So what does this mean for our community? All in all its going to be pretty messy regardless of your political persuasion. An extended recession, one that might get worse, is going to be hard on our community. More than ever we need to turn to each other with open arms and leave petty partisan bickering to the professionals in Washington. We need to work together, find ways to help each other, and do what is best for our communities. Our shared spirituality and experiences are far greater ties that bind than any letter next to a candidate's name can cut. Times like these are ones where we need any who can do their part to step up and work together regardless of who they voted for. The road is rough ahead but as long as we stand together we'll be ok.


Also published at http://politics.pagannewswirecollective.com/2010/11/04/looking-forward-to-2012/

Tuesday, November 2, 2010

I'll Pass on the Tea

With the election today there's quite a few opinions shooting around the web particularly about the Tea Party. With all the rhetoric flying around the issues at stake have mostly flown under the radar. I think its time we really sat down to take a look at the Tea Party, some of its more well-known members, and their campaign platform.

First off let's take apart the platform the Tea Party has chosen to stand on. They have defined it by five broad slogans in the Contract From America that they will identify the constitutionality of every new law, demand a balanced federal budget, simplify the tax system, audit the federal government for constitutionality, and finally repeal Obamacare.

Now identifying the constitutionality of every new law is a great sounding idea and auditing the federal government for constitutionality dovetails with that perfectly. Who wouldn't like hearing that a party is promising to demonstrate where the constitutionality of their actions come from, on its face that stance is perfectly reasonable. This of course assumes this plank is only what it says on its face. The question not answered by this nice slogan is a pretty basic one: who determines constitutionality? There are multiple competing schools of thought as to what interpretations of the Constitution are the right ones. This plank practically begs the question of who is the final arbiter and by what measure are they determining something to be Constitutional. After all there is that pesky little "necessary and proper clause" which gives Congress the power to take any action that is deemed necessary for the United States.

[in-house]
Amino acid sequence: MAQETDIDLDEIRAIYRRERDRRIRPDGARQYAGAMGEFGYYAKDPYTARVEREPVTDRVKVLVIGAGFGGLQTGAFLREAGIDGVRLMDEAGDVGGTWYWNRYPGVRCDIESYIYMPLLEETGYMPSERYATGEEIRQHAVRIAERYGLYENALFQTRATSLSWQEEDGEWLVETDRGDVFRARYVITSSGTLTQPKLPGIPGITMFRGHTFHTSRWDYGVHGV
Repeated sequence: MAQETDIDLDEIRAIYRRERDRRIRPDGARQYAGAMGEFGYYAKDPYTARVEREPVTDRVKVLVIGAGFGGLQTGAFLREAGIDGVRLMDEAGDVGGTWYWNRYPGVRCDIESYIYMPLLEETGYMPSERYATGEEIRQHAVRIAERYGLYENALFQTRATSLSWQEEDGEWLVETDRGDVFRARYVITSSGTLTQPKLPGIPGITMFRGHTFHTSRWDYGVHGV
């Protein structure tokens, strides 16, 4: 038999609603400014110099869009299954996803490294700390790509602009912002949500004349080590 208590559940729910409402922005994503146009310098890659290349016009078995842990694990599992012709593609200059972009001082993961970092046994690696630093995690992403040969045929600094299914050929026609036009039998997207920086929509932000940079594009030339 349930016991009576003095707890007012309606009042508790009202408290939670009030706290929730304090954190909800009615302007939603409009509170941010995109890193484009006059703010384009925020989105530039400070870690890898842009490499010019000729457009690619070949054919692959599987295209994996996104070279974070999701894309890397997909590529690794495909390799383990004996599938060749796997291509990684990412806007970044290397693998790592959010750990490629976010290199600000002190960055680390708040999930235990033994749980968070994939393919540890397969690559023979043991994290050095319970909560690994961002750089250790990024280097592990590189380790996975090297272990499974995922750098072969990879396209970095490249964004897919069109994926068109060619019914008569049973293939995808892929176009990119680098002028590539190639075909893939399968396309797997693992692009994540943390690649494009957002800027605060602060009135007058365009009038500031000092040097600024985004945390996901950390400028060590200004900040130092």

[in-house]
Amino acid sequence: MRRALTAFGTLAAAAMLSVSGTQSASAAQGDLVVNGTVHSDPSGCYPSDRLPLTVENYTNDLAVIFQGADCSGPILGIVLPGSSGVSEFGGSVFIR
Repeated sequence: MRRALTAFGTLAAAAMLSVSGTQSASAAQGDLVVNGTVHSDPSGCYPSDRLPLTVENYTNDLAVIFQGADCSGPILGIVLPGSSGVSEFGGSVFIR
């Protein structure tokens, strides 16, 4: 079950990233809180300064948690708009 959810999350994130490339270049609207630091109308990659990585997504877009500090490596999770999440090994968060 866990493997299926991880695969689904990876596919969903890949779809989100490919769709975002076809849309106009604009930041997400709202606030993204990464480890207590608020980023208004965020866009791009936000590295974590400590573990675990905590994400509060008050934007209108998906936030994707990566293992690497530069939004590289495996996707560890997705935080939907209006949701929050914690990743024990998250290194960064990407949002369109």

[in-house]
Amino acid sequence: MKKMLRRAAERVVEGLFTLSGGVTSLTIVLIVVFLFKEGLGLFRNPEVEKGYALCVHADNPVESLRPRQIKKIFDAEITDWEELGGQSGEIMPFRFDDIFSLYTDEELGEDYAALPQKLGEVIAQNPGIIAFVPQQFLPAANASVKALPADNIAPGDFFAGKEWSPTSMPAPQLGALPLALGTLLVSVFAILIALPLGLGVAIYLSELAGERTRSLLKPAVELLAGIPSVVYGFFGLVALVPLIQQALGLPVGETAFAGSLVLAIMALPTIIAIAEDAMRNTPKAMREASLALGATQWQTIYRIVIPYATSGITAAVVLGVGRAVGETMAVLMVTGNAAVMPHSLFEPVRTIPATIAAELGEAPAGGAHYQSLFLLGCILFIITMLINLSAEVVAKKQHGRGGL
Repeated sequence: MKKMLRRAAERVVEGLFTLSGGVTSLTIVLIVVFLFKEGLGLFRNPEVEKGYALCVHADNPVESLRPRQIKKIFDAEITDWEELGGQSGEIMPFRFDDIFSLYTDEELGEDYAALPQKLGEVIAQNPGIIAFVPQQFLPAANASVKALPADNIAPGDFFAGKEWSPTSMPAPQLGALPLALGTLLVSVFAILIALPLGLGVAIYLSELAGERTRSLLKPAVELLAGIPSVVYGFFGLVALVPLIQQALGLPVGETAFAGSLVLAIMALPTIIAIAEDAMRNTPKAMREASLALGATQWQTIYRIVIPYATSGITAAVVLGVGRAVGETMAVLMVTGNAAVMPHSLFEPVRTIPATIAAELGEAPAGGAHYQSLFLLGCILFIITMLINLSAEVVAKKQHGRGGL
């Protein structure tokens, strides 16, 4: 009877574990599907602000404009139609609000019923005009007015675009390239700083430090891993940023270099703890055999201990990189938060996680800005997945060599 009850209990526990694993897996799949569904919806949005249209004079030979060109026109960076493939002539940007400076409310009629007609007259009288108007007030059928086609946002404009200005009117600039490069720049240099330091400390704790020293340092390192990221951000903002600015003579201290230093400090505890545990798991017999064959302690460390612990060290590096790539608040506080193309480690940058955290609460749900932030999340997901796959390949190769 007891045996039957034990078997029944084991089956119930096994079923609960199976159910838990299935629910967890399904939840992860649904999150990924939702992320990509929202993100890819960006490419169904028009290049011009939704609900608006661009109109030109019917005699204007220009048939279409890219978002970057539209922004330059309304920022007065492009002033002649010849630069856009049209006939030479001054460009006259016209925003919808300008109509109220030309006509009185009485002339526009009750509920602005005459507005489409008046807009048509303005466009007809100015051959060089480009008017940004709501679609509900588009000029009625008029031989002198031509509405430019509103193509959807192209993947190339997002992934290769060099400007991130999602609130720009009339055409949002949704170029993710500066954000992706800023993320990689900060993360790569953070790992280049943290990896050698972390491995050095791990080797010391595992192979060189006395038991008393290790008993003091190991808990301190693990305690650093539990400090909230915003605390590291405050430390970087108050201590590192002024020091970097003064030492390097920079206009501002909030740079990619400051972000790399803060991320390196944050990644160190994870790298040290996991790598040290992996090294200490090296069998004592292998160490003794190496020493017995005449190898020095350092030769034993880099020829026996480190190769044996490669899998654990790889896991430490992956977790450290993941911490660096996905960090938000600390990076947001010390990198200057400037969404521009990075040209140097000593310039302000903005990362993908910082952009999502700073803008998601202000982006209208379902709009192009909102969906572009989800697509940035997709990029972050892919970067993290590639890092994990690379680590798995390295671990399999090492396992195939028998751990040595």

Now most Tea Partiers will respond, "We'll interpret it exactly as written and not take anything out or put in things that aren't supposed to be there." If that is the case then why does Christine O'Donnell doubt the constitutionality of separation of Church and State which is clearly spelled out in Article VI section 3 and again in the First Amendment? If the Constitution is inviolate holy writ then why are there so many Tea Party candidates clamoring for an amendment to remove birthright citizenship? How can one claim on one hand the Constitution is sacred and untouchable one minute then the next start trotting out their plans to edit and rewrite very important parts of the allegedly untouchable document? It also leads me to question how consistent the Tea Party and its candidates really are on what is and is not a valid interpretation if they are so willing to break out the whiteout.